Keith Sklar is currently showing his art in Suffering From Realness, a major group exhibition, and as he noted, curated by the extraordinary Denise Markonish at Mass MoCA (Massachusetts Museum of Contemporary Art). After years in San Francisco, Los Angeles, and New York, Keith has been living in Chicago since 2012. He said he had the miraculous fortune to meet his wife, Katie, in Chicago and they’re the proud parents of Nora, their 4-year-old daughter. Daily, Keith is happily shocked and wildly grateful that he is a fairly new parent at this point in life. Keith’s Mass MoCA show opened to the public on April 13 (he said the opening came and went fantastically) and will be on view through February 2020.

Keith’s artwork on display in “Suffering From Realness”

Keith continues to work as an artist and educator. After decades of an independent artist practice supplemented by grad and undergrad adjunct work, Keith teaches art at a private school. He added that in 2014, he was awarded a Robert Rauschenberg Foundation Residency Fellowship. Fellows don’t apply, they’re selected, and Keith was lucky enough to live and work with several other artists, writers and musicians for five weeks in the ecological paradise of the late artist’s studio complex in Captiva, Florida. Keith finished by saying it’s always a pleasure reading about the paths people have taken since our Wesleyan experience so many years ago.

Our class is pretty active in the international arena as well:

David Claman, along with his wife, Sunita, is coming to the end of another long stay in India. He has been on sabbatical from Lehman College-CUNY this year where he is an associate professor of music. David received a Fulbright-Nehru grant to go to Delhi and has been teaching at Delhi University’s Faculty of Fine Arts and Music since September. David is composing and collaborating with some excellent young Indian classical musicians and has also been studying the sarod, an amazing stringed instrument used mainly in Hindustani music that he’s wanted to learn to play for 25 years. He says it’s been great and the time has passed too quickly, but they are also looking forward to being back in New York City.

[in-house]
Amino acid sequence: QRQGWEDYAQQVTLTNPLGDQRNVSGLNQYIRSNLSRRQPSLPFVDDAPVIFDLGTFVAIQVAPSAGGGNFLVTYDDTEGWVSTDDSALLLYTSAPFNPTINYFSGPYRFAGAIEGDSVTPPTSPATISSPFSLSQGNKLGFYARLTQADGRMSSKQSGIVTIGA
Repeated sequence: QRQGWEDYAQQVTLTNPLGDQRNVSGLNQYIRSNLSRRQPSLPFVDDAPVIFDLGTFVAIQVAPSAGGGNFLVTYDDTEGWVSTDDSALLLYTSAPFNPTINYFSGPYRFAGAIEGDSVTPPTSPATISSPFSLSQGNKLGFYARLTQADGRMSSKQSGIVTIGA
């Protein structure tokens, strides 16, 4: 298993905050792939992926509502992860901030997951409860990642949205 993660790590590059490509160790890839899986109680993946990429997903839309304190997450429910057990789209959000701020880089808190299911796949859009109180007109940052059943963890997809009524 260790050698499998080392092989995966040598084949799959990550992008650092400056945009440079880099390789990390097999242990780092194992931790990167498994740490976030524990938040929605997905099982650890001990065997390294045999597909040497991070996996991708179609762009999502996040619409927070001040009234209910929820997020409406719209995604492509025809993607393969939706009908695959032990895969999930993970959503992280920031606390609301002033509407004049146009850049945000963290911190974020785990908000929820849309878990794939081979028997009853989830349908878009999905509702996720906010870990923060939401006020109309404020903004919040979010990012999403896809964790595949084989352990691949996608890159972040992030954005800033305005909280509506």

Andrew McKenna reported across the table that he would be on another expedition in August sponsored by National Geographic, continuing the search for Amelia Earhart on the South Pacific island of Nikumaroro, again with forensic dogs. Look for a potential National Geographic TV release this fall.

In June, Wendy Davis caught up with Peter Eisenhardt at a local pub the same week he was jetting off to Sydney, Australia, where, after 20 years of residence, she had lots of local knowledge to share. Wendy said as a late bloomer, she is currently waiting the result of several “mentorship” grants for disabled applicants (noting, one has to play to ones’ strengths). With a professional mentors’ sage advice, she hopes to improve and publish the manuscript of her recovery from a 2007 massive stroke and terminal cancer diagnosis. Wendy and her husband John relocated to Greenwich, London, from Sydney three years ago. They are returning to Australia in June for a couple months. They are back in the UK in September for their daughters’ graduation from University College London. Then they’ll travel across Europe until Christmas, which they will celebrate in America for the first time in decades. The last time Peter and Wendy met was in November; they had the last turkey burgers left after Thanksgiving celebrations—for a little taste of “home.”